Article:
Christmas is the season of giving, when people come together and rejoice in each other’s company. So, what better way to spend your pre-Christmas Friday than in the company of three loathsome characters, whose sense of cheer comes at the expense of others and to watch them slowly descend into a black hole of greed, selfishness and murder? This week’s Forgotten Film Friday marks the immaculate conception of a very different, more cinematic Holy Trinity, that of Danny Boyle and long-time collaborators, writer, John Hodge and producer, Andrew MacDonald, in the trio’s first feature film, Shallow Grave.
Made on a shoestring budget of one million pounds, Shallow Grave was a co-production between Film 4, the Glasgow Film Fund and Figment Films. It was an unexpected smash hit at the box office, won tremendous acclaim from critics and picked up a BAFTA for best British film of the year.
It is a claustrophobic chamber piece, part satirical black comedy and part thriller that centres on a group of middle class, young professionals who scrape the bottom of the barrel when it comes to charm. They are a truly despicable threesome, there is Alex (Ewan McGregor), a journalist, David (Christopher Eccleston), an accountant and Juliet (Kerry Fox), a doctor, who when we first meet them are interviewing candidates to take up the spare room in their gloriously baroque apartment in Edinburgh. They ooze a smarmy arrogance, using the opportunity to mock their unassuming candidates. Until, they meet Hugo who passes as acceptable.
Hugo moves in, but his residency as a living, breathing person is short lived and the three discover him dead of an overdose the following day, along with a suitcase stuffed to the brim with cold, hard cash. A quick pause and brief conversation later and the three have decided not to call the coppers, but instead to hold onto the cash and dispose of the body, a task that involves cutting off hands, feet and smashing in the corpse’s teeth so that it cannot be identified. This falls to David, the only character who demonstrates genuine reservations about the whole endeavour and the consequences of which push him over the edge and into a world of paranoia and fear that see him locks himself in the attic with the suitcase of cash, drilling holes in the ceiling so as to spy on his room-mates below. As always, with large amounts of unaccounted for cash, the coppers and two thugs are thrown into the mix to complicate matters further.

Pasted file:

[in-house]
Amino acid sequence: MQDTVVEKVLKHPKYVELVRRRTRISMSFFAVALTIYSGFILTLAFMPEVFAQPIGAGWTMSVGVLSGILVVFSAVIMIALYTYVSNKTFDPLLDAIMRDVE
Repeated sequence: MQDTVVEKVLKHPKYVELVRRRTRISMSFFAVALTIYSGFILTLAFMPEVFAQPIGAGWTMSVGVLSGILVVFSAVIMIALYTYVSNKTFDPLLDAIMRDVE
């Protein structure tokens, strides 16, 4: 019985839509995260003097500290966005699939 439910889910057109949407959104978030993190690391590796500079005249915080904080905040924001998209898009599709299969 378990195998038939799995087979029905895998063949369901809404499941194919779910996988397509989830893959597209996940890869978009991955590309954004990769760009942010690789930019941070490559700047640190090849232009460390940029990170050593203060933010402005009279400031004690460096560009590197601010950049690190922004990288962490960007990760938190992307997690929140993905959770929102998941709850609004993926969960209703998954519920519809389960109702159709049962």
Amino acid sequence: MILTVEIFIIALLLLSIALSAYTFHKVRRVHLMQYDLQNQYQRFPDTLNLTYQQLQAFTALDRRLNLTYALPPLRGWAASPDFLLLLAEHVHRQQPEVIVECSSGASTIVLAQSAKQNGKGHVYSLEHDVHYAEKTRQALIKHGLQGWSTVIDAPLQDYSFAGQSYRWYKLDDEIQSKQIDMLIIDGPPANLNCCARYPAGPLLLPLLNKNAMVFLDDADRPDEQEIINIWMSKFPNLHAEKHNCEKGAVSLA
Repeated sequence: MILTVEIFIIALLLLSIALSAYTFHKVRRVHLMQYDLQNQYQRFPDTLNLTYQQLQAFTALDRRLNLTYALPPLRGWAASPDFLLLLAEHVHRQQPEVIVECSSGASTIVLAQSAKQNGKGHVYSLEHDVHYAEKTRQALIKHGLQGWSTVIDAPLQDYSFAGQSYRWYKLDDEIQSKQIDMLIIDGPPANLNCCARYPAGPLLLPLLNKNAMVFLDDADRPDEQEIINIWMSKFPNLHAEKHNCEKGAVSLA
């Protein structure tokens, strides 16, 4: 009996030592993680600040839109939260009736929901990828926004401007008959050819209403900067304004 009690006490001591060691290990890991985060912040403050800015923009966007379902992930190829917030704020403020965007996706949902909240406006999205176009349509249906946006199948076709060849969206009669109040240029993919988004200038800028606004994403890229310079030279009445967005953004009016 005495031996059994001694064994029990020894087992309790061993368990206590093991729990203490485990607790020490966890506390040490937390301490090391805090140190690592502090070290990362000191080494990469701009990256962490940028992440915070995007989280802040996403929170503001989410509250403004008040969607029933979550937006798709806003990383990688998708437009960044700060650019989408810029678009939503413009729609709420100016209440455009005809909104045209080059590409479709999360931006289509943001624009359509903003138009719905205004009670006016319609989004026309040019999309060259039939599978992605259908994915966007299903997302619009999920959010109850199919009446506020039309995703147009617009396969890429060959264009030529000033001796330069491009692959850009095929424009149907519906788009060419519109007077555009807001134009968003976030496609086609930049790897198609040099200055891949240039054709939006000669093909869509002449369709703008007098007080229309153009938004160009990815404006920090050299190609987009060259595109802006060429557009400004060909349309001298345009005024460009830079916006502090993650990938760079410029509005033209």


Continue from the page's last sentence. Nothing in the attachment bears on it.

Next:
Shallow Grave is bitingly funny, and blacker than the coal Santa gives to naughty kids. The threesome are a deplorable bunch with whom no viewer can rightly identify with (if you can, perhaps it may be worth setting some time aside in the day to do some soul searching) and yet there is something grossly and riotously funny about this. It is a delight to watch as, from the moment they decide to keep the cash and David is forced to carry out his gruesome duty of dismembering Hugo’s body, the trio collapse into a world of paranoia and self-interest. David’s descent into an attic bound golem, crawling, hunched over between the shafts of light, from the drill holes he’s drilled through the attic floor, that pierce through the blackness of his new living quarters is chillingly eerie.
Most interesting, is the rugged individualism driven by greed and selfishness that runs through the centre of this film. Each character is sucked in by the suitcase of cash, so much so, that it compromises the fabric of their friendship (granted, it was a fairly fickle friendship to begin with). But, it feels like the film is playing with a political subtext that finds new relevance today as morality and collectivism take a backseat to the pursuit of personal gain at the expense of other people.
It is a lean mean script that dispenses with everything other than its bare essentials and Boyle keeps things moving along at a deliciously thrilling pace, packing the film full of beautiful visual flourishes. Hugo’s dead, grey body stands out against the dark-red bed sheets he is discovered on. The wide open spaces of the threesomes flat, with its blue, yellow and green painted walls feels cold and impersonal. And, the violence, when it plays, although never explicit, is made gruesome through a red filter, the sound of a saw on bone or the heavy thud of a hammer. It works to great success.
So, do yourself a favour, grab a fistful of mince pies, a glass of brandy and revisit a great first film by one of Britain’s great directors, you won’t regret it. Merry Christmas!